The Republicans — well, we know basically what the Republicans are, the shell of a party, taken over by fascists, the hyper-rich and using ignoramuses as its foot army.

    It is therefore important to attack the Democratic Party at every turn, and look for any way to show and prove, over and over again, that it is not the party of the working man. — since we already know what Republicans are, but it is also important to show how the parties collude to obstruct the people’s will and true change.

    Both parties are united in determining there shall not and should not ever be any competition with them.  To that end they have erected structural barriers to any will of the people or candidates that might not be consonant with the parties or the two party system.

    It is my considered opinion that with the two-party lock, the barriers they have erected, that the ability of the People to enact their will is broken beyond any ability to repair.

    The idea of dumping Obama may feel good, but there are many practical and sociological reasons why I feel this would be a bad idea — at least right now, and something would have to start right now to, in effect, dump him in 2012.  For one thing, the African American community is firmly entrenched that any attempt to do so would be grounded in racism rather than Obama’s corporatism and centrism.  And any liberal mass movement that excludes black Americans simply cannot work.  

    If there is a proper focus to anger, it might more rationally be directed at these barriers the Parties have erected that essentially thwart the people’s will and keeps them the only games in town.

    I don’t think die-hard rank and file Democrats are ready for this view, yet.  It can only be chipped away at, slowly and steadily.  The fake mass movements, designed to fail, that engender suspicion have a deleterious effect on the entire idea of mass movements, but there is a potential focus of anger — that of the shut out effect.  But the anger of the people has to be focused on these democracy destroying effects by both of the parties, not simply the officials who incarnate them.

    • metamars on September 23, 2010 at 11:58 am

    I’ve recently written, in response to some tired, old arguments as to why people should vote for Dems, regardless of their negatives

    And, perhaps most importantly, can we afford eight years while the Repubs impose controls that can never be peacefully overturned?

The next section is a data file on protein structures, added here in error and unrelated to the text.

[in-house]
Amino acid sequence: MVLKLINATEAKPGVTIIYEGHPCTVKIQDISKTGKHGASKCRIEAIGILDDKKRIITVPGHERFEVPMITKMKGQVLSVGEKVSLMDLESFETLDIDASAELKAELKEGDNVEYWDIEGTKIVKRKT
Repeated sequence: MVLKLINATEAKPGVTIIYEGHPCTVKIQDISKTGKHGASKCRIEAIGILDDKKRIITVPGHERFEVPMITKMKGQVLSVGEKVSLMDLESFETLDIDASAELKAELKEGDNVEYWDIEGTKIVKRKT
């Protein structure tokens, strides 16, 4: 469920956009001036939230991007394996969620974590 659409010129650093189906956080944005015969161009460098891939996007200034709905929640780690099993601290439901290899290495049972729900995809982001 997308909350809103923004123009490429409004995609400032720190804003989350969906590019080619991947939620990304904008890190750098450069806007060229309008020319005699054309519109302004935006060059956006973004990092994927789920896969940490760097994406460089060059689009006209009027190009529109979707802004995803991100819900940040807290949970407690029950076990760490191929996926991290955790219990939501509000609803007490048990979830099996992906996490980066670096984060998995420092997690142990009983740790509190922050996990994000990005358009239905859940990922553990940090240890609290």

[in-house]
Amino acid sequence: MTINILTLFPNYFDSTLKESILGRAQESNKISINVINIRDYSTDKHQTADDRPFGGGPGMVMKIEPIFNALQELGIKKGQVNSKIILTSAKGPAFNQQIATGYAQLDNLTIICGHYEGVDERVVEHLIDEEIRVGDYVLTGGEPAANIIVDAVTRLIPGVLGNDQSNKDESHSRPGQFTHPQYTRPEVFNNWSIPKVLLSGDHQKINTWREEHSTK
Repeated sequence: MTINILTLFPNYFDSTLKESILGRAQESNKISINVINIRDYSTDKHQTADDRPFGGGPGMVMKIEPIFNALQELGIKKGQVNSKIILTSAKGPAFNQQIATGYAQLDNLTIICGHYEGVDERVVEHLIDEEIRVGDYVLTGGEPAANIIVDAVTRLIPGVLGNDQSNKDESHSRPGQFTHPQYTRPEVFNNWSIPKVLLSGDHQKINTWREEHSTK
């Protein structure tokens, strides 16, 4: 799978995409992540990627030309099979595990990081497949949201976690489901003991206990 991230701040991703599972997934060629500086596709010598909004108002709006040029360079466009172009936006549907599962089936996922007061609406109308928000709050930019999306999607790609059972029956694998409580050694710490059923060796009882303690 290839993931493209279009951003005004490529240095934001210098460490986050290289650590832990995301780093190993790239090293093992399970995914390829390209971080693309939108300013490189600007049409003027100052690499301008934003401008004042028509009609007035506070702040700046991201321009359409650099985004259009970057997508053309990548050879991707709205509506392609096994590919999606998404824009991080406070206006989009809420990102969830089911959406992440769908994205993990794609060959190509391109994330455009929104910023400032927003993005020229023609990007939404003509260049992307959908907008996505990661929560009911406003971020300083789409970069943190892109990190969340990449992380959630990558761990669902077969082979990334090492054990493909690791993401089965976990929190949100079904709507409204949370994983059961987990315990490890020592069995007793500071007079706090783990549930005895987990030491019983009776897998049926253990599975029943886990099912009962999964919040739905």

To quote Obama, “Yes, we can”. Again, though, you’re asking the wrong question. If the populace doesn’t organize and mobilize, it doesn’t matter whether D’s or R’s control the Federal government – we are still going to get massively screwed.

    OTOH, if the public did get organized and mobilized, it wouldn’t matter whether they did it by running winning candidates on D, R or other ballot lines (i.e., a third party.)

    While the need for getting “organized and mobilized” seems self-evident, the question of the details of how exactly do we organize was always a bit mysterious. I’ve never been intimately involved in electoral politics – my arguments regarding electoral politics have followed from high level considerations. These being: that the public’s will and best interests are obviously not getting served, that cooperating and negotiating vote blocs seem like the most powerful way to approach developing electoral muscle, and that supplicatory models of democratic participation don’t work. We really need to fire the bastards.

    However, the recent series of blogs by Rayne at FireDogLake have helped to answer questions I had about what it means to be organized (beyond vote blocs, which don’t exist in even primitive forms, yet, AFAIK). In particular, the post

    The Angry Left: A Starter Map for the Road Ahead

    Basically, I’m arguing that having fully staffed (with volunteers) organizational groups of the sort that Rayne indicates is a huge milestone to aim for, even if one that you don’t want to emphasize on first encounters. (Obviously, the breadth and even detail, limited as they are, of Rayne’s piece far exceeds ‘Dump Obama’)